As a corporal in the U.S. Army, Purple Heart recipient Brandon Korona faced missions with bravery and honor. Four years after suffering a traumatic injury while serving in Afghanistan, he’s calling on those same values as the second patient to undergo an experimental amputation of his lower left leg to prepare it for a robotic prosthetic under development in collaboration with the Massachusetts Institute of Technology.
The procedure and robotic prosthetic, known collectively as the Ewing Amputation, are expected to remedy the chronic pain that Korona, 26, has struggled with as a result of his injuries. In addition, he hopes his experience will help pave the way for other wounded veterans.
The six-hour procedure was performed by Matthew J. Carty, MD, director of BWH’s Lower Extremity Transplant Program in the Division of Plastic Surgery, and Eric Bluman, MD, PhD, of the Department of Orthopaedic Surgery, at Brigham and Women’s Faulkner Hospital in April.
“Brandon was a great candidate for this procedure,” said Carty. “He’s young and motivated, and he served his country with bravery. We expect that this surgery and robotic prosthetic will give him a higher level of function and comfort than what is typically delivered with a standard below-the-knee amputation.”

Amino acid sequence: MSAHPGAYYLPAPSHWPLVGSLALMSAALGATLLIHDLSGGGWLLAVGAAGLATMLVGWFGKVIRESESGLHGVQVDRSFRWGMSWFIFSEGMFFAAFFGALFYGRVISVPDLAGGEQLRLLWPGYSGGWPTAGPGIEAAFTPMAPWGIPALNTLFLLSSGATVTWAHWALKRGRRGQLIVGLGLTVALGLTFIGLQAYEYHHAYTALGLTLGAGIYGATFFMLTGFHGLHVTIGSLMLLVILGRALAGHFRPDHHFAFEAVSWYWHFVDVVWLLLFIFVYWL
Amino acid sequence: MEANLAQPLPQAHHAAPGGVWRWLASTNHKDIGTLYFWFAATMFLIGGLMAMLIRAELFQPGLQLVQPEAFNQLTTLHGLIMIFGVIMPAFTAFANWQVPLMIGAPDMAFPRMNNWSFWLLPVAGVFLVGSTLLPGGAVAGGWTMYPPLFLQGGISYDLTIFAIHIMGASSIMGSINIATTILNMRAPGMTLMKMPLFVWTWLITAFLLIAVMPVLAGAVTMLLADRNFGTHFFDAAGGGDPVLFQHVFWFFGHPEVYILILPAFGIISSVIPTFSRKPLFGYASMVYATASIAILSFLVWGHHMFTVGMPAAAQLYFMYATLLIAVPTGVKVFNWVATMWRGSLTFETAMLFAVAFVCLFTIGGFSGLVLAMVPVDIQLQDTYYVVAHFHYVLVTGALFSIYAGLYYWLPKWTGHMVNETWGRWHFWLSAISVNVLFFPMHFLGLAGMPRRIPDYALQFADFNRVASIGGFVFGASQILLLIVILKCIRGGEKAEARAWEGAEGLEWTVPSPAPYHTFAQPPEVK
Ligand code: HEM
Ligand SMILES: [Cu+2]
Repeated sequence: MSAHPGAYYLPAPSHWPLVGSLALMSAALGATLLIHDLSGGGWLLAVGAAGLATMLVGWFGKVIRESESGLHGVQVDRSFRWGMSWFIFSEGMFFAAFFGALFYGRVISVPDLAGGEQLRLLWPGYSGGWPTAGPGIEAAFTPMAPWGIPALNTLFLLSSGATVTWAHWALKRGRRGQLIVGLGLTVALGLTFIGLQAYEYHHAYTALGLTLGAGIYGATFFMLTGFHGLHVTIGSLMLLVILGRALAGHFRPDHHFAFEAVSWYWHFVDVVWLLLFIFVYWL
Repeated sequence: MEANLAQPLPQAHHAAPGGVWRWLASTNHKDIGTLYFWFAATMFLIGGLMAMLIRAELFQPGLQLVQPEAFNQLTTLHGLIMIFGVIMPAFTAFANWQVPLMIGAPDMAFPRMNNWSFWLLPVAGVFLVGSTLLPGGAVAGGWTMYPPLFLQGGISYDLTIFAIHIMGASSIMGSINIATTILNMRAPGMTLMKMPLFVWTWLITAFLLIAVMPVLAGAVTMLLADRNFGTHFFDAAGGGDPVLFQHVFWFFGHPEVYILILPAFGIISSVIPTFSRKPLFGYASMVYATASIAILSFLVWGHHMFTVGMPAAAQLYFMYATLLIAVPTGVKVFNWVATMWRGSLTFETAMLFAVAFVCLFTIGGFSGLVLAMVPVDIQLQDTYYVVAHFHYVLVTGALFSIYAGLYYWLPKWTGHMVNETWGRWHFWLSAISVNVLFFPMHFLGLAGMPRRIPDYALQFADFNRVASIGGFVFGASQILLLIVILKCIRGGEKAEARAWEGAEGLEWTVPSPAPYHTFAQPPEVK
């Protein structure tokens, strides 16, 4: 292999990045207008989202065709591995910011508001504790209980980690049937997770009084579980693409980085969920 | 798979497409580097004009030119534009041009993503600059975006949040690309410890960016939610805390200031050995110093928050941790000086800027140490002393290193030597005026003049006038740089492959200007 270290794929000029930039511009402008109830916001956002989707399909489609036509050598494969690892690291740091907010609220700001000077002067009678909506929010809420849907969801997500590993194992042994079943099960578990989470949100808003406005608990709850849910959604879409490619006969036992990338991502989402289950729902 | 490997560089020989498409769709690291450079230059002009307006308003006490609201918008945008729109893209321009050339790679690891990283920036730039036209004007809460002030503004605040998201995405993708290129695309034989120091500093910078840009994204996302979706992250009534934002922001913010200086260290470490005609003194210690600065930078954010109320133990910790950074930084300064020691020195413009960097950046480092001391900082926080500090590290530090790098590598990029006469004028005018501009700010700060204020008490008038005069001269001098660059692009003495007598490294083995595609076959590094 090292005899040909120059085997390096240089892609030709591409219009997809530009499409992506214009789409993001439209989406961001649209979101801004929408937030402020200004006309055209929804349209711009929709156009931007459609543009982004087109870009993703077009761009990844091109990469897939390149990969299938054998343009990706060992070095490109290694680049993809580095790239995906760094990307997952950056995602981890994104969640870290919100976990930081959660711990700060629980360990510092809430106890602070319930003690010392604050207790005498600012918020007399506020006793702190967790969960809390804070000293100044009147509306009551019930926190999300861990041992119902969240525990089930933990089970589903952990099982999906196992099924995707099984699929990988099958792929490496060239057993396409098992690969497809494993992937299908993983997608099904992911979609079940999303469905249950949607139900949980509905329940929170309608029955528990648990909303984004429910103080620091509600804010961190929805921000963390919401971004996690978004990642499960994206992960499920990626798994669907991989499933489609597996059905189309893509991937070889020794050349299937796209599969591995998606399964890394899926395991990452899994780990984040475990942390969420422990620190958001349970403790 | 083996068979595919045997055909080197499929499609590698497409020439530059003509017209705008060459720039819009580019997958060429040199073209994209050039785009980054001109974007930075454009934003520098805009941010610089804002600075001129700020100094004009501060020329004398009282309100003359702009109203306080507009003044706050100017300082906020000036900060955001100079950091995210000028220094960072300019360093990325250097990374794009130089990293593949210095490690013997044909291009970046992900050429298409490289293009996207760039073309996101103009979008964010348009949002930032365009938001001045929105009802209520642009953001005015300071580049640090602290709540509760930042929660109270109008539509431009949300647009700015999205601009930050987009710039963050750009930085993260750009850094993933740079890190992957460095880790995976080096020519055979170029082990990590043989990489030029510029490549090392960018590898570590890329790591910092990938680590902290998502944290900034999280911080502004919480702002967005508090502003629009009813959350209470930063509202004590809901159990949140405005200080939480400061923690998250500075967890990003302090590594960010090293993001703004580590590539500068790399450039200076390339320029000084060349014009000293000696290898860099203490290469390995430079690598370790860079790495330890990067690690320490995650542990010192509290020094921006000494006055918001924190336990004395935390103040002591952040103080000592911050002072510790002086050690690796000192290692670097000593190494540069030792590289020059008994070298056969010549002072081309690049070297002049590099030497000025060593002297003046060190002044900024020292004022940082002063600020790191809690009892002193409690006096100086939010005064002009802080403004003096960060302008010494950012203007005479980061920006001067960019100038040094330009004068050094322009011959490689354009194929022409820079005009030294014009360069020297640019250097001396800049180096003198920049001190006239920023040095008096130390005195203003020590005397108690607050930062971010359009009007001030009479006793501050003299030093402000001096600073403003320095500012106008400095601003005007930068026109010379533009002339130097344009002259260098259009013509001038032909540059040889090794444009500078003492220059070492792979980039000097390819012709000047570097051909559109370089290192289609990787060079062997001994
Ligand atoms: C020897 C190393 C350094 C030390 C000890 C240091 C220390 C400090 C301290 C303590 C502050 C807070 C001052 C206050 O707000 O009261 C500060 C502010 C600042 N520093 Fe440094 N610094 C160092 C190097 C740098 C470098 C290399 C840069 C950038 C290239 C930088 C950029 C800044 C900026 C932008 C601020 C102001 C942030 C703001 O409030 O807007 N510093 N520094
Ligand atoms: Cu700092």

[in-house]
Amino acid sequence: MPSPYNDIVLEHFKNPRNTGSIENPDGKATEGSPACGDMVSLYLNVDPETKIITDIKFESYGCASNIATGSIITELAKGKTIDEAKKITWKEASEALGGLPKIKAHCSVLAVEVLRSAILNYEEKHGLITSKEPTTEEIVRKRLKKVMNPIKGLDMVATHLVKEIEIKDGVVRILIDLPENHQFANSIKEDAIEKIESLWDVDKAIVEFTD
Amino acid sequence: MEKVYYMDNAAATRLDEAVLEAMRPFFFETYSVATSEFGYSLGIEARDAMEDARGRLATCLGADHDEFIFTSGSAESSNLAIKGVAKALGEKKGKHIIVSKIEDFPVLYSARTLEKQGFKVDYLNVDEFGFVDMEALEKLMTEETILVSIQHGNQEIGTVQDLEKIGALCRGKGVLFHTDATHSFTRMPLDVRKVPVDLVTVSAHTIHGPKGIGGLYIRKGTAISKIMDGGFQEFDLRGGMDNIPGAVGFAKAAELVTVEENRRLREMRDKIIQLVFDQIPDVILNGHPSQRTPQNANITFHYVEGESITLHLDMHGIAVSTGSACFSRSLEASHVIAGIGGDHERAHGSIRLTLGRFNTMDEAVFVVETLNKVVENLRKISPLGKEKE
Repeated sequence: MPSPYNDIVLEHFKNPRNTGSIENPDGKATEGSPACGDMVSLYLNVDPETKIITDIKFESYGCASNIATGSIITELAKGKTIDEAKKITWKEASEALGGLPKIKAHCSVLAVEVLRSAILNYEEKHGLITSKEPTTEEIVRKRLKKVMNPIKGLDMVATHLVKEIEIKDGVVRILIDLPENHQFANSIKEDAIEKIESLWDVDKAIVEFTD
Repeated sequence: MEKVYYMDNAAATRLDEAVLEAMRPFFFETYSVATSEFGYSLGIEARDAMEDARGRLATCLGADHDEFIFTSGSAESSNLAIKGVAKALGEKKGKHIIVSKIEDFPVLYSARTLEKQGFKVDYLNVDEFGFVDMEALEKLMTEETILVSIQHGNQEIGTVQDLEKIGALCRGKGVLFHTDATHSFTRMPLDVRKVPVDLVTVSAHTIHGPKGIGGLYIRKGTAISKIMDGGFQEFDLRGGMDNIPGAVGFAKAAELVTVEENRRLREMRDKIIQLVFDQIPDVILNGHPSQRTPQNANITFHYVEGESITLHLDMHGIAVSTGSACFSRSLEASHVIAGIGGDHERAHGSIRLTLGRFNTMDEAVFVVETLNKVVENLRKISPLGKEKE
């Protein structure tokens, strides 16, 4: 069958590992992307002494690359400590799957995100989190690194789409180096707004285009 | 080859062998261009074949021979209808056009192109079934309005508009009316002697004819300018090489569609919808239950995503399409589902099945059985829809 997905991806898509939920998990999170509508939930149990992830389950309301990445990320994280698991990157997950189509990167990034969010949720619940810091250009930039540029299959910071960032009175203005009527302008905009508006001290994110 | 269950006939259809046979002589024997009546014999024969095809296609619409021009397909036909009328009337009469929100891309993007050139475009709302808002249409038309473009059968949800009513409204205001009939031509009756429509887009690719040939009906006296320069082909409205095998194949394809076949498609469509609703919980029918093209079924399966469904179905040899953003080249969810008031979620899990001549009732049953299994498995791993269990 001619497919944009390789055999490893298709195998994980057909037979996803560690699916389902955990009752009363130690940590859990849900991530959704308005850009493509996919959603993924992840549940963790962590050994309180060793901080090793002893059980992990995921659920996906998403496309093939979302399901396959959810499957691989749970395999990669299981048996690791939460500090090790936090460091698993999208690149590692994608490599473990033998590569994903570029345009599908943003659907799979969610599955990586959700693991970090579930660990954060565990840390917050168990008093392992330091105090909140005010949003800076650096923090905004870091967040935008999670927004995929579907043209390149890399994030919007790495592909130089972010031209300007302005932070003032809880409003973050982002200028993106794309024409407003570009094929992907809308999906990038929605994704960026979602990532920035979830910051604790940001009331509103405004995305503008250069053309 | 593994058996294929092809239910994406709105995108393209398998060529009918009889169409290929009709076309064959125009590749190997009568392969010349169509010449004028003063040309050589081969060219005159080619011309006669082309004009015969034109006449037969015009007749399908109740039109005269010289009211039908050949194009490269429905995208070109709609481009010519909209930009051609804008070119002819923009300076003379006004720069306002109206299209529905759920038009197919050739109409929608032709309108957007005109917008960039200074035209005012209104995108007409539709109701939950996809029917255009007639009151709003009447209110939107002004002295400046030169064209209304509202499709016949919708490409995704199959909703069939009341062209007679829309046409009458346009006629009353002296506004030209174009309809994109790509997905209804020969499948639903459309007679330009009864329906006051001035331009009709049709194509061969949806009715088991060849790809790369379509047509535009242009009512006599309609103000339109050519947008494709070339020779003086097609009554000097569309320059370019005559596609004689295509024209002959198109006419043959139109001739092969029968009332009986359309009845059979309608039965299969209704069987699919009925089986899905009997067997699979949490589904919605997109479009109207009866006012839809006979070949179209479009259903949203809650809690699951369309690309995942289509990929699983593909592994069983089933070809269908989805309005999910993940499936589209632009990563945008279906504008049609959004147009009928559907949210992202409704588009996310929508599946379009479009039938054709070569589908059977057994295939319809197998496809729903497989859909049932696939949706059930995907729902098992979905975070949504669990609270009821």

If the procedure is successful, Korona’s brain will interact with the robotic prosthetic once it is in place, which is expected to occur within the year. This will enable him to perform complex actions and feel sensation, neither of which is possible with a traditional prosthetic.
The surgery connects the leg’s front and back muscles at the point of amputation. This preserves the link these opposing muscles normally have in a healthy leg. Sensors implanted in the muscles will send signals to the brain when the amputated leg moves. The goal is for the brain to power the robotic prosthetic.
‘The Right Decision’
In 2013, Korona, then 22, was injured in Afghanistan when the convoy he was riding in encountered a 250-pound improvised explosive device. His left leg and right ankle were severely injured.
In the months and years that followed, Korona underwent several surgeries and therapies to try to repair his injuries and relieve his chronic pain, but none were successful. A traditional amputation seemed like his last option – that is, until he was introduced to Carty, who told him about the Ewing Amputation. Carty had performed this pioneering procedure for the first time last July on patient Jim Ewing.
Korona and his wife, Chelsea, were overjoyed there was an option that could one day allow him to get back to doing things he loves, such as running and working out.
“We know this decision is the right decision now – for me, for us and for the rest of our lives,” Korona said.
The Gillian Reny Stepping Strong Center for Trauma Innovation at BWH is funding this research and Korona’s clinical care.
Since his surgery, Korona has been building his strength and engaging in physical rehabilitation at the Boston VA Healthcare System’s West Roxbury medical center. He’s also working toward a bachelor’s degree and plans to earn a master’s degree as well.
Korona has also been busy cheering on his favorite sports teams, including the Boston Celtics. During a playoff game last month, he was recognized during the team’s Heroes Among Us program, which honors people who have made an overwhelming impact on others.